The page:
Jindal’s future could be even more promising than Schwarzenegger’s. His mother was pregnant when his parents arrived in Baton Rouge from India, so he’s a natural-born citizen and eligible to run for president–if he can achieve success as governor of what is arguably the nation’s poorest and most corrupt state, which is still suffering badly from the hurricane. But watch for him to be featured by the Republican Party as a symbol of America and of the GOP’s welcoming approach to minorities.

Schwarzenegger and Jindal both campaigned as fiscal conservatives, but they part company on social issues. Jindal, a convert to Catholicism, ran radio ads attacking abortion, gay marriage, and Hollywood and supported the teaching of “intelligent design.” The pro-choice Schwarzenegger vetoed a gay marriage bill but has supported domestic partnerships.

In American politics, immigration is usually discussed as an issue for Hispanic voters, the largest group of recent immigrants. Republicans will hope that the combination of the Terminator and an Indian-American Republican governor in the Deep South can counter the party’s increasingly tough line on immigration and shake up immigrant voting patterns. Jindal and Schwarzenegger may play some role in improving the image of the Republican Party in America, and the image of America—land of freedom and opportunity—in Europe, Asia, and the rest of the world.

EU Subsidies Were Not Key to Irish Economic Miracle

An article posted at AEI’s American.com discusses Ireland’s economic boom and explains that smaller government and lower tax rates are the key reasons the nation’s explosive growth. Bureaucrats in Brussels and opponents of limited government sometimes claim that subsidies from Brussels deserve the credit, but advocates of this position are unable to explain why Greece and Portugal (which received similar subsidies) have remained poor:

Some Europeans, particularly European Union officials in Brussels, praise significant EU structural subsidies—in the tens of billions—for planting the seeds of Irish prosperity. …But EU structural funds alone would not have helped Ireland escape its economic predicament. Many nations receive outside financial aid without any appreciable increase in their economic prosperity. The real credit belongs to Irish fiscal policy. Beginning in the late 1980s, successive Irish governments pursued vital spending cuts and tax relief. …Ireland has a 12.5 percent corporate tax rate, which has made it a magnet for powerhouse firms.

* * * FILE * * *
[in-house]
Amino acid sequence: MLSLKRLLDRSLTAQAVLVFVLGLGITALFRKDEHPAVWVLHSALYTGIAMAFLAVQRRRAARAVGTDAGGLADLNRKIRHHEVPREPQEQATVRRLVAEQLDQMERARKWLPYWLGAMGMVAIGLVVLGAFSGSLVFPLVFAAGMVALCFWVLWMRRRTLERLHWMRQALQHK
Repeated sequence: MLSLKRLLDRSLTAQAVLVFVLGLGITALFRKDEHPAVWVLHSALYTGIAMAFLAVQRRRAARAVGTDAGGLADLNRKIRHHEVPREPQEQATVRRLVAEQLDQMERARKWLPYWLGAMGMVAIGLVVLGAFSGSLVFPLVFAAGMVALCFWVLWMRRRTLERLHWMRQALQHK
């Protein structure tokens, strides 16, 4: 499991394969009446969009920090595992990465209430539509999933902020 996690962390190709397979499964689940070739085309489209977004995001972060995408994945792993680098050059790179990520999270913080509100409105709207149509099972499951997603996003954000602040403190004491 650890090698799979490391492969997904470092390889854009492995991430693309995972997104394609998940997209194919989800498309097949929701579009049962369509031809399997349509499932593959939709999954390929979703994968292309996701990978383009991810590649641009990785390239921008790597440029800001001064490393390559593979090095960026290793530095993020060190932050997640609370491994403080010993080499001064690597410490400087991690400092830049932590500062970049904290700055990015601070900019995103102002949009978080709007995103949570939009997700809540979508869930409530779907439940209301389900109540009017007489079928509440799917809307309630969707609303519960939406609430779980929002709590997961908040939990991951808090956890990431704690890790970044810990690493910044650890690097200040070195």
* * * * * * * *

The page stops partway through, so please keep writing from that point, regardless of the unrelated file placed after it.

Putin, Another FDR?

The Washington Post reports:

President Vladimir Putin, Kremlin political consultants and state-controlled news media have found an American to admire: Franklin Delano Roosevelt.

FDR, according to a consistent story line here, tamed power-hungry tycoons to save his country from the Great Depression. He restored his people’s spirits while leading the United States for 12 years and spearheaded the struggle against “outside enemies,” as the mass-circulation tabloid Komsomolskaya Pravda put it….

And Roosevelt ran for a third and fourth term because his country needed him. Translation: Putin, too, should stay.

Putin used the Roosevelt analogy Thursday when he spoke to reporters after a televised question-and-answer session with citizens….

In a glowing 90-minute documentary on FDR that aired Sunday on RTR, a state TV channel usually given to growling at Washington, a narrator said that America’s 32nd president “came to the conclusion that he was the only person in the country who could lead America in the right direction through the most difficult period in the country’s history.”

“He became the only president of the United States elected for a third time. Americans trusted him,” the narrator said. “They believed that at a turning point in history he would not make a mistake.”

Which seems an appropriate time to mention my review in the October issue of Reason of the book Three New Deals: Reflections on Roosevelt’s America, Mussolini’s Italy, and Hitler’s Germany, 1933–1939, by Wolfgang Schivelbusch. It’s in the actual print magazine; go out and buy a copy. But committed devotees of the online experience can find it here. I noted that Schivelbusch found surprising similarities in the ideas, style, programs, and even architecture of the three charismatic collectivists.

“To compare,” Schivelbusch stresses, “is not the same as to equate. America during Roosevelt’s New Deal did not become a one-party state; it had no secret police; the Constitution remained in force, and there were no concentration camps; the New Deal preserved the institutions of the liberal-democratic system that National Socialism abolished.” But throughout the ’30s, intellectuals and journalists noted “areas of convergence among the New Deal, Fascism, and National Socialism.” All three were seen as transcending “classic Anglo-French liberalism”—individualism, free markets, decentralized power….

In Rome, Berlin, and D.C., there was an affinity for military metaphors and military structures. Fascists, National Socialists, and New Dealers had all been young during World War I, and they looked back with longing at the experiments in wartime planning. In his first inaugural address, Roosevelt summoned the nation: “If we are to go forward, we must move as a trained and loyal army willing to sacrifice for the good of a common discipline. We are, I know, ready and willing to submit our lives and property to such discipline, because it makes possible a leadership which aims at a larger good. I assume unhesitatingly the leadership of this great army.…I shall ask the Congress for the one remaining instrument to meet the crisis—broad executive power to wage a war against the emergency, as great as the power that would be given to me if we were in fact invaded by a foreign foe.”